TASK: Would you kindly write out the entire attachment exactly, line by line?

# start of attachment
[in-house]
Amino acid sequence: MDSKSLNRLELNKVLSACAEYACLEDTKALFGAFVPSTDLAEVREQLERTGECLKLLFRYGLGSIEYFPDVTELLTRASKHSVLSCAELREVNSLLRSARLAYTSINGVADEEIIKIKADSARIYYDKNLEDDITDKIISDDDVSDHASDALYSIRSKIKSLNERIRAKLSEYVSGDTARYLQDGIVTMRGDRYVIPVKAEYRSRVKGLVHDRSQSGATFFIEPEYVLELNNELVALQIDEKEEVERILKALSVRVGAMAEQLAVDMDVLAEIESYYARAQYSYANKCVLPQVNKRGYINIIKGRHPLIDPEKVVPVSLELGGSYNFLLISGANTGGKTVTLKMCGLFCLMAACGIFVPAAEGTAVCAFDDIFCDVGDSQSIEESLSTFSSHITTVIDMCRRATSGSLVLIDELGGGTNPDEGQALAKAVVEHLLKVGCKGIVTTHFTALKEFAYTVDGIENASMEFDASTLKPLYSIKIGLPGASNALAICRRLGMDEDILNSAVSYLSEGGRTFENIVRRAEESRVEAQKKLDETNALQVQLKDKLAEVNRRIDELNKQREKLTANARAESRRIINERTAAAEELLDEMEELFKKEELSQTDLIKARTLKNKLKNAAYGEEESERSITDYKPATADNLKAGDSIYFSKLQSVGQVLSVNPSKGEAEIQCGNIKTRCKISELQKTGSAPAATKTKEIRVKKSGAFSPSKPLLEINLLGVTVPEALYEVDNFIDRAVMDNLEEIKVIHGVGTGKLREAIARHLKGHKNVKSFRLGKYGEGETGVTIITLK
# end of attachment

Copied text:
[in-house]
Amino acid sequence: MDSKSLNRLELNKVLSACAEYACLEDTKALFGAFVPSTDLAEVREQLERTGECLKLLFRYGLGSIEYFPDVTELLTRASKHSVLSCAELREVNSLLRSARLAYTSINGVADEEIIKIKADSARIYYDKNLEDDITDKIISDDDVSDHASDALYSIRSKIKSLNERIRAKLSEYVSGDTARYLQDGIVTMRGDRYVIPVKAEYRSRVKGLVHDRSQSGATFFIEPEYVLELNNELVALQIDEKEEVERILKALSVRVGAMAEQLAVDMDVLAEIESYYARAQYSYANKCVLPQVNKRGYINIIKGRHPLIDPEKVVPVSLELGGSYNFLLISGANTGGKTVTLKMCGLFCLMAACGIFVPAAEGTAVCAFDDIFCDVGDSQSIEESLSTFSSHITTVIDMCRRATSGSLVLIDELGGGTNPDEGQALAKAVVEHLLKVGCKGIVTTHFTALKEFAYTVDGIENASMEFDASTLKPLYSIKIGLPGASNALAICRRLGMDEDILNSAVSYLSEGGRTFENIVRRAEESRVEAQKKLDETNALQVQLKDKLAEVNRRIDELNKQREKLTANARAESRRIINERTAAAEELLDEMEELFKKEELSQTDLIKARTLKNKLKNAAYGEEESERSITDYKPATADNLKAGDSIYFSKLQSVGQVLSVNPSKGEAEIQCGNIKTRCKISELQKTGSAPAATKTKEIRVKKSGAFSPSKPLLEINLLGVTVPEALYEVDNFIDRAVMDNLEEIKVIHGVGTGKLREAIARHLKGHKNVKSFRLGKYGEGETGVTIITLK